Your team is working on an exciting project that’s getting lots of visibility in your organization. And with that visibility comes a bit of pressure. One of your most impressive colleagues ran into some issues on their part of the project after some difficulty with another team. Those frustrations are mounting. Their voice rises as they’re relaying the latest roadblock they’ve encountered. Now, you’re concerned that they might have a meltdown in the wrong place, at the wrong time, undoing all the great reputation building they’ve done.
Not wanting them to embarrass themself, you pull them aside and beseech them to “calm down.”
One look at their expression, and you realize that telling an upset colleague to calm down wasn’t brilliant; in fact, you may have just thrown a little gasoline on their already-roaring fire.
“Calm down? Calm down? Don’t tell me to calm down!” they practically yell.
Now they’re not just mad about the day, they’re totally pissed off at you.
Unfortunately, these well-intentioned words don’t often go over well. Instead of the receiver hearing them as a caring attempt to help process an unruly workday, they probably feel dismissed.
Even though your intentions no doubt came from a helpful place, you’ve learned the hard way that telling someone to calm down usually backfires.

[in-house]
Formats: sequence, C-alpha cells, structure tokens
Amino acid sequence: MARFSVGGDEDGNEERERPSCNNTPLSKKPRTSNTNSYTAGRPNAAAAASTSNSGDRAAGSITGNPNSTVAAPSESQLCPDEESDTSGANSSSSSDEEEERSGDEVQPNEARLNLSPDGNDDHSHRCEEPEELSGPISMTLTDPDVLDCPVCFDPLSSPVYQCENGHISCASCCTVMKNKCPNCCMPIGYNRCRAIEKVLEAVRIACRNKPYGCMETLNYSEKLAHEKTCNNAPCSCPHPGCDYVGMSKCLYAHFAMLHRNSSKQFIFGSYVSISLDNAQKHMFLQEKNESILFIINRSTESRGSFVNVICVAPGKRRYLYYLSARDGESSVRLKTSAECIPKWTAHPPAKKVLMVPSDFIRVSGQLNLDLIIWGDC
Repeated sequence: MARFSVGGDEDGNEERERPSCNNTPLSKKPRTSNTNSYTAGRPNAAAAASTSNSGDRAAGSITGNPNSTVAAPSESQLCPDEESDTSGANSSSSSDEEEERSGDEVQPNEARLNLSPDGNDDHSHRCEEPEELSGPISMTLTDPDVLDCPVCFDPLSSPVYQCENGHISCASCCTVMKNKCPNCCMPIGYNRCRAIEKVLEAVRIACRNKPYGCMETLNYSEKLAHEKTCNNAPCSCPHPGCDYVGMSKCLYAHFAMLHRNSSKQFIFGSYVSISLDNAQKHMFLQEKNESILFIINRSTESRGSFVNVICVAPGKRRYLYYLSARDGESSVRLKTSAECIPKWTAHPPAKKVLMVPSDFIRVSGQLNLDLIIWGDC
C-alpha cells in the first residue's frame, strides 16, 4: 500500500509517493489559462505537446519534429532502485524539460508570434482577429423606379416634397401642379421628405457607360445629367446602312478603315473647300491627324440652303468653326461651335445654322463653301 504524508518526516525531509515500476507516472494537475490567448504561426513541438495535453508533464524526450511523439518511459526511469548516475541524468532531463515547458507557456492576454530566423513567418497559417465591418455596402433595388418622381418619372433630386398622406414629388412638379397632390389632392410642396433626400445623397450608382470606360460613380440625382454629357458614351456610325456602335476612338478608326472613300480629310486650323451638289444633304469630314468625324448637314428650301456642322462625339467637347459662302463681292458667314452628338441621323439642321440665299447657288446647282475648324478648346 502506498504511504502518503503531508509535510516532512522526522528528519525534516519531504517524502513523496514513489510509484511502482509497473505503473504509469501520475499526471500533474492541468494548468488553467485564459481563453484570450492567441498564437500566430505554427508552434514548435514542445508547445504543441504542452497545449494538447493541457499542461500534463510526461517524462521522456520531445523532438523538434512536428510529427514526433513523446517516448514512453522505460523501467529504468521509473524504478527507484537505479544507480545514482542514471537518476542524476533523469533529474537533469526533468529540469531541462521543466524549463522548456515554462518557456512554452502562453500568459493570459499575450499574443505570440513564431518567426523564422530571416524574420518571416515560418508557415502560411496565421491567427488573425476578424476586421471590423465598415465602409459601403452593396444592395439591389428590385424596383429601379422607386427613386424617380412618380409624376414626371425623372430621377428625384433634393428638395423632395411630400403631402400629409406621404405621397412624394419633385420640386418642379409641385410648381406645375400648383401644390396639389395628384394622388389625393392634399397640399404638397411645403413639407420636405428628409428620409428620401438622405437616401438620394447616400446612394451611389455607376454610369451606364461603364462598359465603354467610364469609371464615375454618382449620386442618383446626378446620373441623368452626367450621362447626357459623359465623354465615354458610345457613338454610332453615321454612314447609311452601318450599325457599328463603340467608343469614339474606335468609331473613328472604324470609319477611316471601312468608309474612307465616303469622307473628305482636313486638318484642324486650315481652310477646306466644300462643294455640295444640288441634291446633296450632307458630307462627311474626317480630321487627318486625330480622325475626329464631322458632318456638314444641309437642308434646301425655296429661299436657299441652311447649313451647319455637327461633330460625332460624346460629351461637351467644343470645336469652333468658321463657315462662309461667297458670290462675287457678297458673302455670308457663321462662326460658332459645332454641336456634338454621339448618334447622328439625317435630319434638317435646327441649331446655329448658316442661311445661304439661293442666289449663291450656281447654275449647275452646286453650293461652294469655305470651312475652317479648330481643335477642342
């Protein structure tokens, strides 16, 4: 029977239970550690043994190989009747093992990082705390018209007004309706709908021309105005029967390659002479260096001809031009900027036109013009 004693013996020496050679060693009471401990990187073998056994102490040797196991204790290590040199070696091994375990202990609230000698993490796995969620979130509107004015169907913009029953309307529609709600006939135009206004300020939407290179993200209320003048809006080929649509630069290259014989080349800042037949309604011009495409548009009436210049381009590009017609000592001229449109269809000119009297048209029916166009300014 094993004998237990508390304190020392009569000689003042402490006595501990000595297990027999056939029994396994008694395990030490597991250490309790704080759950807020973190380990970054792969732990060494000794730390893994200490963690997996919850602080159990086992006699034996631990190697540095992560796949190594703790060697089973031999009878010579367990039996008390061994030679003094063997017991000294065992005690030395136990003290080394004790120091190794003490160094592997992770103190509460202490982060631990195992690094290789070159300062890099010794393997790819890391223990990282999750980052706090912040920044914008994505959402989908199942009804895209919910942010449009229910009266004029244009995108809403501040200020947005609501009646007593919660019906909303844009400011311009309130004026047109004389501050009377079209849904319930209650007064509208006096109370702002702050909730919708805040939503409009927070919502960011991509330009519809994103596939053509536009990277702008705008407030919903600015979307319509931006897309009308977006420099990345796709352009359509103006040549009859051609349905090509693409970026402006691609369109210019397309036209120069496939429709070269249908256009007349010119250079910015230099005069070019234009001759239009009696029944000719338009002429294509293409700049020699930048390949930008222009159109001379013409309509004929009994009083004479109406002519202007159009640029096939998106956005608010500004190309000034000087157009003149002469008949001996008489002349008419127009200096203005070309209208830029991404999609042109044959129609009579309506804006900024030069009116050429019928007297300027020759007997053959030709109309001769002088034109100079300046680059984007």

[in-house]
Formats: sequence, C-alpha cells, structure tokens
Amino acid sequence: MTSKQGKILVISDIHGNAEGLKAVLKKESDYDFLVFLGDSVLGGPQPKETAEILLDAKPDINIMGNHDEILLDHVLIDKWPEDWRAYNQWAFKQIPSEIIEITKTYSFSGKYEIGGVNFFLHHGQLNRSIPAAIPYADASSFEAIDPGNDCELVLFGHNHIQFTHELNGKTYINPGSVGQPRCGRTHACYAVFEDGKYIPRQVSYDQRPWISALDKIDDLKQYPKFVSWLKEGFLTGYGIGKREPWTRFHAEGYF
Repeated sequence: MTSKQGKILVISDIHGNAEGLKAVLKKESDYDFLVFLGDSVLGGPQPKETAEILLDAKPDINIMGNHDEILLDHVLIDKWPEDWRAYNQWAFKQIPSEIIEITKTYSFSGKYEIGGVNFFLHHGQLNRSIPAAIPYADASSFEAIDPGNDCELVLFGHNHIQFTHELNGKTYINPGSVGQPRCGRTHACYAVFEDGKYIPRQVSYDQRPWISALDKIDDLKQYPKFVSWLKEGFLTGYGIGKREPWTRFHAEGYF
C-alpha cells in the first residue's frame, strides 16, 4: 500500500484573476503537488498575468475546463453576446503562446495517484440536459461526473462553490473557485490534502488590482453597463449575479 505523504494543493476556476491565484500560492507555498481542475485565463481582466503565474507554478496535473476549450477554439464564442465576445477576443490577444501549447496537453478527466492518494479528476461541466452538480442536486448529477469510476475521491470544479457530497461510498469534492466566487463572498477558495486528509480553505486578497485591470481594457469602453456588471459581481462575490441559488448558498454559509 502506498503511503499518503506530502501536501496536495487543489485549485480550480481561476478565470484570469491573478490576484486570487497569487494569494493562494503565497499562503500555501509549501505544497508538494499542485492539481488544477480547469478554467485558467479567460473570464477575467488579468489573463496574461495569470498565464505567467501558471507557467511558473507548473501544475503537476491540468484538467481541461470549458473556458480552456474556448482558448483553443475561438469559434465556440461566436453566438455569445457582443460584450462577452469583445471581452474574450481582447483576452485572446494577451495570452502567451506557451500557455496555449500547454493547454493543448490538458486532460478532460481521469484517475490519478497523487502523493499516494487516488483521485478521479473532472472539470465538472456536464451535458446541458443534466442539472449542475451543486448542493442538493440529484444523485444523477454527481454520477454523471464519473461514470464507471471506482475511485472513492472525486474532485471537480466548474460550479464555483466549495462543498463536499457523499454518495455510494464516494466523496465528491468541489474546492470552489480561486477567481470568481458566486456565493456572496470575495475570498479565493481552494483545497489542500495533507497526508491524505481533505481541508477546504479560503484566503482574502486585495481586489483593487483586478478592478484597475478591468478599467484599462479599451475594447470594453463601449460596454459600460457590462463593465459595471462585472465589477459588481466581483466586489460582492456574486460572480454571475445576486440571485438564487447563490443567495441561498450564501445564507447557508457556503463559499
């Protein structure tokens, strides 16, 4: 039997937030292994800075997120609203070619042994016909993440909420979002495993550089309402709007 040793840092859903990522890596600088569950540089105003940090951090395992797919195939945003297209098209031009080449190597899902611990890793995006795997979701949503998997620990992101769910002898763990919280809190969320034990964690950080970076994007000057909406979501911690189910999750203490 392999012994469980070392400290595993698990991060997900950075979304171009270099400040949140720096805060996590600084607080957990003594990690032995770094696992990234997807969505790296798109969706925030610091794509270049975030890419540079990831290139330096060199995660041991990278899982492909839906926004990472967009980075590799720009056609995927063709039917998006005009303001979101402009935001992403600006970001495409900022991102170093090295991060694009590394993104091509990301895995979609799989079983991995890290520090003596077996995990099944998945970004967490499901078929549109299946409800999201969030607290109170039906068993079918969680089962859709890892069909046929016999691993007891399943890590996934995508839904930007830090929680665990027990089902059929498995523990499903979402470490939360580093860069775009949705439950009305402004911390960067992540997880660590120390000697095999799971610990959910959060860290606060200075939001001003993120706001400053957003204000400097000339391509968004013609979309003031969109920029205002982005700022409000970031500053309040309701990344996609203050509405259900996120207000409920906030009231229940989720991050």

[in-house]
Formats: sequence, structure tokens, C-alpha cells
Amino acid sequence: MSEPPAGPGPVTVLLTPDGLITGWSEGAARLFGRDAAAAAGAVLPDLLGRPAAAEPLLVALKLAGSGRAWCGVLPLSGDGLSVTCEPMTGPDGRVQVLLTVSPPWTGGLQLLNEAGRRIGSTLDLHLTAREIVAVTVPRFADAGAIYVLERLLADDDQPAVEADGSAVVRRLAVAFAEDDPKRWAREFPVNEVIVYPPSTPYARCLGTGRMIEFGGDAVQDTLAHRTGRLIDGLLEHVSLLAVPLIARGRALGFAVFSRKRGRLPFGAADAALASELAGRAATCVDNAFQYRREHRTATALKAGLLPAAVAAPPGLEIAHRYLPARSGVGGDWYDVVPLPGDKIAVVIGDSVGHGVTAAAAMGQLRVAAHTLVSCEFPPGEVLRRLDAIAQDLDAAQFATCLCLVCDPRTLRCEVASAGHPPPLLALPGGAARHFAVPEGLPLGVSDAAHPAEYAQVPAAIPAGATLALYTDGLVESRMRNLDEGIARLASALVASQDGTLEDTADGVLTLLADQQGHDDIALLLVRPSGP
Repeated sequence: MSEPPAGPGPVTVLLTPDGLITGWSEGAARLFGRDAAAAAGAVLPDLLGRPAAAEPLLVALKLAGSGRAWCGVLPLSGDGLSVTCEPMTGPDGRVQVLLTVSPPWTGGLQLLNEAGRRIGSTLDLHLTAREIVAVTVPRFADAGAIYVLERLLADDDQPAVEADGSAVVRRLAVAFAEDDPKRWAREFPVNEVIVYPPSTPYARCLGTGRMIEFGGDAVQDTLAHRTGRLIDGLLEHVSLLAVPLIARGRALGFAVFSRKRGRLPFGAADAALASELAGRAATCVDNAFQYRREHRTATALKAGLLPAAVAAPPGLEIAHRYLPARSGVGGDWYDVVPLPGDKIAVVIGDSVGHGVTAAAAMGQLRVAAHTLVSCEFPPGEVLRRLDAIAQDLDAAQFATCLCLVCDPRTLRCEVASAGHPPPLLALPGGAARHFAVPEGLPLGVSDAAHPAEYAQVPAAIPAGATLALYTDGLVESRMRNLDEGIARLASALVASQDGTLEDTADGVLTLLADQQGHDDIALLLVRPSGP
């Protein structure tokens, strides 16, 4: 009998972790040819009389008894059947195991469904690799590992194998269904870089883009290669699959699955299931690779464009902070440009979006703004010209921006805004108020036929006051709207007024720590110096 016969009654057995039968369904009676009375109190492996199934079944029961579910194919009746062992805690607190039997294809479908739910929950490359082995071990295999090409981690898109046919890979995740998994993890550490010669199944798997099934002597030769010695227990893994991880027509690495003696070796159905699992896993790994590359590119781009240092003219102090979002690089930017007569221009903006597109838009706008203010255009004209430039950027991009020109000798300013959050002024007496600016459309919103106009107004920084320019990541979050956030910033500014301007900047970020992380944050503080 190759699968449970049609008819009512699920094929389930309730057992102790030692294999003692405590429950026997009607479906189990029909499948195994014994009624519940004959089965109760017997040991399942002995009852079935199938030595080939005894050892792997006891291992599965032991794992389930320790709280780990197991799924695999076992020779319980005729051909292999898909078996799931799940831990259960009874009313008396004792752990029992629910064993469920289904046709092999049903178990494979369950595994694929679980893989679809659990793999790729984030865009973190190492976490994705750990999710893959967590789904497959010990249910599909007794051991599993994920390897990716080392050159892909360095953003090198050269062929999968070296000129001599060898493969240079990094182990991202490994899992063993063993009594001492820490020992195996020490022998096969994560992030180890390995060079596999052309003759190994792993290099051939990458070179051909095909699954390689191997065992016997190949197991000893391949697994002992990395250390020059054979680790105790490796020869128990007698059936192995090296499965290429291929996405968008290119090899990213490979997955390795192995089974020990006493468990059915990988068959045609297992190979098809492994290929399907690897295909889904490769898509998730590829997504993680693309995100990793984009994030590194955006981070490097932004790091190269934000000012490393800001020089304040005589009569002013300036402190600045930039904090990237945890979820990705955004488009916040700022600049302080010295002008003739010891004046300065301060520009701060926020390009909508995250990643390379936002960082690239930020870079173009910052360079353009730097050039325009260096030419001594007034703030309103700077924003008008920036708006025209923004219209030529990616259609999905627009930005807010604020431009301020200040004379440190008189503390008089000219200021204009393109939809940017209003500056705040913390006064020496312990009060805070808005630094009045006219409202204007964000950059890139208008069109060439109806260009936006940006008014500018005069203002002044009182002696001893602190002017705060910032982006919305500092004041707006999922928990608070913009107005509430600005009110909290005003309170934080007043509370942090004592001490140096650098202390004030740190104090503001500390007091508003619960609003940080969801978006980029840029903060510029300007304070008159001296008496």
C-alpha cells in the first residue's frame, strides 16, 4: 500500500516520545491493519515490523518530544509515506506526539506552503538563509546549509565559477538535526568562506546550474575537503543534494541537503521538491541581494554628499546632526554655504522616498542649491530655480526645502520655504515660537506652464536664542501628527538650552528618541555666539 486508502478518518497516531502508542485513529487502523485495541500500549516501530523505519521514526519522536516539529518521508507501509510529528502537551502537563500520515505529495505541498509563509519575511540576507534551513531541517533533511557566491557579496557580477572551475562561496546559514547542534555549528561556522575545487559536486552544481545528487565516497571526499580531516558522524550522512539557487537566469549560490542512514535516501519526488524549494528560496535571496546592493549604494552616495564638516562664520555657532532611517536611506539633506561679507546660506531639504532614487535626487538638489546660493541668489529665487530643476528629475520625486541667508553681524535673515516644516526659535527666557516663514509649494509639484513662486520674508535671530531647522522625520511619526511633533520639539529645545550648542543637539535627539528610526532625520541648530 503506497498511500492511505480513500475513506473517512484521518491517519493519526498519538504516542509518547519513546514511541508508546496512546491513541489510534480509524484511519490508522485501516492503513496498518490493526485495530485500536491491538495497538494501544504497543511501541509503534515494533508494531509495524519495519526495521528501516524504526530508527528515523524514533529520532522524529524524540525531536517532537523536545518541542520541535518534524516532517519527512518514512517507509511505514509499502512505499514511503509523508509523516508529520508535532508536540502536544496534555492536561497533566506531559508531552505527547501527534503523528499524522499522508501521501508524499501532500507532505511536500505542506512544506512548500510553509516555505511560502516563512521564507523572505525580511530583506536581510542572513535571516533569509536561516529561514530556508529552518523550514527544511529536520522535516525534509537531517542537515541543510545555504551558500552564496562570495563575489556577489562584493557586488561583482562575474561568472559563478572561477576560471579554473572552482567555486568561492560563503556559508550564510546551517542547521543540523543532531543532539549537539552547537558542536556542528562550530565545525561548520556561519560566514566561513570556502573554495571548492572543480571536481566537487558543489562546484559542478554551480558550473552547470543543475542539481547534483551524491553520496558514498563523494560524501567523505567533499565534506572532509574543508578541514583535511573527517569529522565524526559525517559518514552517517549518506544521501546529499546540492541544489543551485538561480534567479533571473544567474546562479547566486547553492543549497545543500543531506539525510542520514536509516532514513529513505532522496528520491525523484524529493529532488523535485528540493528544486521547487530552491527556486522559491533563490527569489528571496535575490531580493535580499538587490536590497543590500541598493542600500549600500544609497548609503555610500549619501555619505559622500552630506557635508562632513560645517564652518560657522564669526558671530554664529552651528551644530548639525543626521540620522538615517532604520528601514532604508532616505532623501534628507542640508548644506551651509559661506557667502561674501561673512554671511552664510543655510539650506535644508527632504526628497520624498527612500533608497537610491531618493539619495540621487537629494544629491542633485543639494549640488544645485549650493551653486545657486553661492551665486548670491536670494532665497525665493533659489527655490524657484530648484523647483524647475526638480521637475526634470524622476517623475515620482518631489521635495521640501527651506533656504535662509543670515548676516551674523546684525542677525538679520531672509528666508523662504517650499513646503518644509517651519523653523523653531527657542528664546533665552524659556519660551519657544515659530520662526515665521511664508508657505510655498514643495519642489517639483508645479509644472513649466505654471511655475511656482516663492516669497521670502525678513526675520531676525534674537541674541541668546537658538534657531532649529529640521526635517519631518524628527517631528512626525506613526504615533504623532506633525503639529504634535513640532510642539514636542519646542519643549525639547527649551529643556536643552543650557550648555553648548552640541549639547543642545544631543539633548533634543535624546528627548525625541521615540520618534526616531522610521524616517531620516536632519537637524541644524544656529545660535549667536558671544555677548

But if you had a redo, what could you have said or done instead? Ahead, four ideas that work a heck of a lot better than the patronizing “calm down.” Hopefully, you’ll be able to keep happy hour, well, happy.
1. Show You’re Listening
When your friend’s in that much pain during a bad day, what they really want is to be heard. So let them know you’re listening.
“I’m here for you. Let’s go to the break room/go for a walk and grab a coffee/hop on a private chat and you can tell me what’s going on. I’ve been there, so no judgments."
Let them know you’re sharing their pain. Being able to express empathy for another person is a soft skill absolutely worth learning. Empathy says you what they’re going through, and that you want to help. Say, “You’re understandably upset right now, and I totally get why. Let’s see if we can figure out how to solve this together.”
3. Offer to Help
There may be nothing you can realistically do (you’re not going to march into their colleague’s office and demand that they apologize to your friend), but that doesn’t mean you can’t still offer to be of assistance. When you give support in the form of comfort and attention, you already are helping. And it’s OK to ask, “How can I help you right now?” even if there isn’t anything concrete you can do.
Breathing techniques have been proven to help dissipate stress and restore calm to our bodies. After they’ve vented, say, “Let’s take three deep breaths together.” Maybe you burst out laughing at the end, or maybe it really relaxes them (and you). The point is to offer to work with them to get over the bad-day stress.
When someone’s upset and anxious, it can lead you to feeling uncomfortable or even annoyed. Though it can seem innocent to toss out a “calm down” to assuage your own discomfort, it’s not very helpful to your friend. When you can authentically let people know you share their pain, and give them your undivided attention to listen, they benefit from the human connection you offer in an otherwise difficult situation.